Organization of bigger brains shows how thinking drives brain development
While it has long been observed that adult brains vary considerably in shape and size, the reasons for this have not been well understood.
IRP researchers, led Armin Raznahan, M.D., Ph.D., worked with collaborators from more than six additional research centers to analyze structural brain data from more than 3,000 people. They ultimately discovered that differences in brain size are related to the brain’s shape and how it is organized. Specifically, the bigger the brain, the more its additional area is accounted for by growth in thinking areas in the outer layer of the brain, known as the cerebral cortex, at the expense of relatively slower growth in lower-order emotional, sensory, and motor areas.
The fact that larger brains tend to have oversized areas devoted to thinking suggests that thinking drives the way brains develop, function, and look. Moreover, since people with certain psychiatric illnesses show alterations in brain size related to genetic influences, these new cortex maps may improve understanding of altered brain organization in psychiatric disorders. Finally, the research points to the need to take differences in brain size and organization into account to ensure accurate comparisons when studying groups of individuals with differing brain sizes, as often occurs in psychiatric research.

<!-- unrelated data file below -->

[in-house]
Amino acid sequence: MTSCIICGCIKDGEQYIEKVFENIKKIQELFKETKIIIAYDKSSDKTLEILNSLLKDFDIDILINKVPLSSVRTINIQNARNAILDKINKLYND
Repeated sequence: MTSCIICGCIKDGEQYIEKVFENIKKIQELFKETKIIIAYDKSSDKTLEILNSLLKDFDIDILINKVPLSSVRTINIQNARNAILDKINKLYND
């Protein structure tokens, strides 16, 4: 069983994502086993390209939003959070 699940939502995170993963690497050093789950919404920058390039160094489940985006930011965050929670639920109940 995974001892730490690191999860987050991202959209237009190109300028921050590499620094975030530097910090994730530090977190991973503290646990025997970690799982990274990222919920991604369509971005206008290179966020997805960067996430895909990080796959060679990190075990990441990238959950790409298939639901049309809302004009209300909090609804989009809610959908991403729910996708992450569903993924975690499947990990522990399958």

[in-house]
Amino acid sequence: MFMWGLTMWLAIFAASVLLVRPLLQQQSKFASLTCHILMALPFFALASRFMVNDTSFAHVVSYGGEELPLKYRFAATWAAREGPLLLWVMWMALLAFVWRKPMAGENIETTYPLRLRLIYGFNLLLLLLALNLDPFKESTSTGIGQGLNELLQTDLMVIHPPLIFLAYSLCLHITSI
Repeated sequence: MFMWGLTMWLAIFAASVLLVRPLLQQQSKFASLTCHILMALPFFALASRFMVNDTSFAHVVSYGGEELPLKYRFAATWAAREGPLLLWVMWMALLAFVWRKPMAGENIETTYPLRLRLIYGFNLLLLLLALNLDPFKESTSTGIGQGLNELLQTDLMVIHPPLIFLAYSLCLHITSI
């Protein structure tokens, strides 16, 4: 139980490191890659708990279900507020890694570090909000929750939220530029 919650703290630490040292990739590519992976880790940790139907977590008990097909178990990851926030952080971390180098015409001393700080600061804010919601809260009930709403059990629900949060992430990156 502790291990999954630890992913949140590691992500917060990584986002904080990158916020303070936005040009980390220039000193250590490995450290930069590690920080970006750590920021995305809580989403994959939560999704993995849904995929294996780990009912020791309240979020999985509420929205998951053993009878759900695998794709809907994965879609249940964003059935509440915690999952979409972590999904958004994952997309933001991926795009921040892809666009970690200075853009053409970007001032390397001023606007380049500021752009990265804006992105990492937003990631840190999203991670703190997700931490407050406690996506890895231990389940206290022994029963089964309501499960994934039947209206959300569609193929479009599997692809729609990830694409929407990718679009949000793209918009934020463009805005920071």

Reardon PK, Seidlitz J, Vandekar S, Liu S, Patel R, Park MTM, Alexander-Bloch A, Clasen LS, Blumenthal JD, Lalonde FM, Giedd JN, Gur R, Gur R, Lerch JP, Chakravarty MM, Satterthwaite T, Shinohara RT, Raznahan A. (2018). Normative brain size variation and brain shape diversity in humans. Science. 360:1222-1227.
This page was last updated on Friday, January 14, 2022